“This is the best time in a project for me,” says Hankins. “The big impacts are over. The closures have happened. You have impacted the people you have to impact as much as you’re going to. That is all behind us now, and this will be the year of opening things back up again. That’s an exciting time in a project.”
The project predominantly falls south of the Oak Ridges Moraine plan area, an environmentally sensitive area and the source of several south-flowing rivers and creeks, says Calvin Curtis, head, Planning and Engineering, Ontario Ministry of Transportation.
Provincial approval was obtained in June 2010 and the federal Minister of the Environment permitted the project to proceed in July, 2011.
The area is home to several endangered species and permits were obtained under the Ontario Endangered Species Act. There are plans to assist in the recovery of several species at risk. These include constructing nesting sites for barn swallows.
Some 35 wet/dry passage structures for wildlife will be built at watercourse crossing sites such as culverts and bridges. There will be two dry culvert structures for wildlife.
Fencing will be installed to guide wildlife to the passage structures and plantings at wildlife crossings will provide cover.
In addition, escape ramps that enable trapped wildlife to escape the transportation corridor will be built.
Aquatic life was another concern. “For the structures, we’re building new, longer alignments between the piers, and the environmental people are concerned with the effects on the fish during construction,” says Alonso. The response will be to shorten the construction time on the alignments.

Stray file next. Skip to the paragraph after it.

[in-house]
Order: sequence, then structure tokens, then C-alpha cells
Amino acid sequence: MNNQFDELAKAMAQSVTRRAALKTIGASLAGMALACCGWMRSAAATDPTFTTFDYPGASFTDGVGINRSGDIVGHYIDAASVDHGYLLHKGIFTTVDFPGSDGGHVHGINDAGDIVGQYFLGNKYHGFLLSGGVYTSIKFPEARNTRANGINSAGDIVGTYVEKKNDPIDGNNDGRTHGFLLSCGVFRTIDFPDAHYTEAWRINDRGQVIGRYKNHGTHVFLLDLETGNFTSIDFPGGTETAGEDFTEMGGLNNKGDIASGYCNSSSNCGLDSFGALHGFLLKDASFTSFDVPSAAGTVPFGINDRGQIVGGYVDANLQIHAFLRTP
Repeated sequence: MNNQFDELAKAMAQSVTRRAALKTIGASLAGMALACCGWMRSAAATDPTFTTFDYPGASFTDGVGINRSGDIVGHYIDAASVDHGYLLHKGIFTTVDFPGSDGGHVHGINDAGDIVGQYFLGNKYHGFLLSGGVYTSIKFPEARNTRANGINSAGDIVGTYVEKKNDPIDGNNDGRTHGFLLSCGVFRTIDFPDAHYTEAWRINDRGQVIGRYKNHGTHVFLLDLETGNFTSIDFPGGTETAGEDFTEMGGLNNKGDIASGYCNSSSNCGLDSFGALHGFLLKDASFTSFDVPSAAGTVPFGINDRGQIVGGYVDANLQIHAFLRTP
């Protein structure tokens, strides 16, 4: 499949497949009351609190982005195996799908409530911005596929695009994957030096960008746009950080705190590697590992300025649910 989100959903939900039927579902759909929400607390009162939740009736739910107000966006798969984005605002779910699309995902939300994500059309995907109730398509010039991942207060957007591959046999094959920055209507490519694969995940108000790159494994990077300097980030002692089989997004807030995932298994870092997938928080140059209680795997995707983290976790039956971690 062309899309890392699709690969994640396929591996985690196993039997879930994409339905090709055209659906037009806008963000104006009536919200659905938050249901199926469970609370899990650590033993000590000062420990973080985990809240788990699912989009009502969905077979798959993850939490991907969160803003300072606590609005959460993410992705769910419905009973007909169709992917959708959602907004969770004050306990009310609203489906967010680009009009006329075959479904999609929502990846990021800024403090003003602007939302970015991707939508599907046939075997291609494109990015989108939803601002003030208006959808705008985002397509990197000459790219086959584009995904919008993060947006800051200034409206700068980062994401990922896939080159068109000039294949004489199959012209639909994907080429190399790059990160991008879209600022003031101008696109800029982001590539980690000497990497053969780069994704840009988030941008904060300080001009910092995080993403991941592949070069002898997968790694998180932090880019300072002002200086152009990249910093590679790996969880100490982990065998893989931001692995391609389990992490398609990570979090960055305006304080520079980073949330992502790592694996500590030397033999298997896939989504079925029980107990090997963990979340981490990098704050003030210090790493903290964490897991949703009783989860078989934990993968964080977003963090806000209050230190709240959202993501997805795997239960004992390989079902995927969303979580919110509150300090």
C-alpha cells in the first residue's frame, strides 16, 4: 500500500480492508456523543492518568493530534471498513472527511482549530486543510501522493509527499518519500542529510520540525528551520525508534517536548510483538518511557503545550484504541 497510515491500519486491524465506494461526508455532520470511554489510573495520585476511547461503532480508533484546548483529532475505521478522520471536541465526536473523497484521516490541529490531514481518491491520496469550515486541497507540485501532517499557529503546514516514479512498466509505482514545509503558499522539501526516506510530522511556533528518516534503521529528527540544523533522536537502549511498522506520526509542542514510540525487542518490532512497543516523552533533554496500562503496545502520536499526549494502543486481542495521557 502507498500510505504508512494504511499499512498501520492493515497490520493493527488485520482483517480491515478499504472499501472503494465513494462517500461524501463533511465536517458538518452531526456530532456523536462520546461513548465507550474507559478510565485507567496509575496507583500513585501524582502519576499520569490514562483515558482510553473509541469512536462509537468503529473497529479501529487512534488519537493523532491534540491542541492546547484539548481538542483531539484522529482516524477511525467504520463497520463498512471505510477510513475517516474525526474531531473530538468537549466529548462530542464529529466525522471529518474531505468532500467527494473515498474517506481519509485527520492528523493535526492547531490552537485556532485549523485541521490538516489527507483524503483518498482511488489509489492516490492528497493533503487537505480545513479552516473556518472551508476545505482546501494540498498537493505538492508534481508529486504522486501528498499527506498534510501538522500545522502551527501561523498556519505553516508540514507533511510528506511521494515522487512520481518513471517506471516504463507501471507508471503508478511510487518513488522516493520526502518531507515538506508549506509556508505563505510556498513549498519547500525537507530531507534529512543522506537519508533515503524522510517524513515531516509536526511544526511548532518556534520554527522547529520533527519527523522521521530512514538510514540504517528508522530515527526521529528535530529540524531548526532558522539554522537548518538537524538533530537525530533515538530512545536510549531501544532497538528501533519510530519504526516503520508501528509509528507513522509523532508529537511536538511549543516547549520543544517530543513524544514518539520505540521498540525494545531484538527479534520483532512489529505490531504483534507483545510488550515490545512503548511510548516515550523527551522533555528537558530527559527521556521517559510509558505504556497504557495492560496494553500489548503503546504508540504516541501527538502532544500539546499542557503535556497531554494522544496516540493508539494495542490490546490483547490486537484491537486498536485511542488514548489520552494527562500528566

A 205-m. realignment of part of Lynde Creek is needed to accommodate Rossland Rd. crossing the West Durham Link. The channel design will mimic the existing watercourse channel in terms of size, slope and depth. New planting will restore and enhance cover, and natural substrates, riffles, pools and in-stream cover will enhance fish habitat.
Storm water management ponds and landscaping to promote shade and help regulate water temperatures will mitigate storm water runoff.
The landscape plan is an ecologically integrated approach that merges landscaping with ecological restoration and reflects the character of local ecosystems. The landscaping will visually mitigate the project and buffer residential areas from the highway, among other things.
The Highway 407 East Phase 2 project includes:
The cost of the project will be announced in the next few months following financial close procedures. Construction work is expected to begin in fall, 2015. Phase 2, like Phase 1, will be publicly owned and controlled.
Jim Barnes is contributing editor of On-Site magazine. Please send comments to firstname.lastname@example.org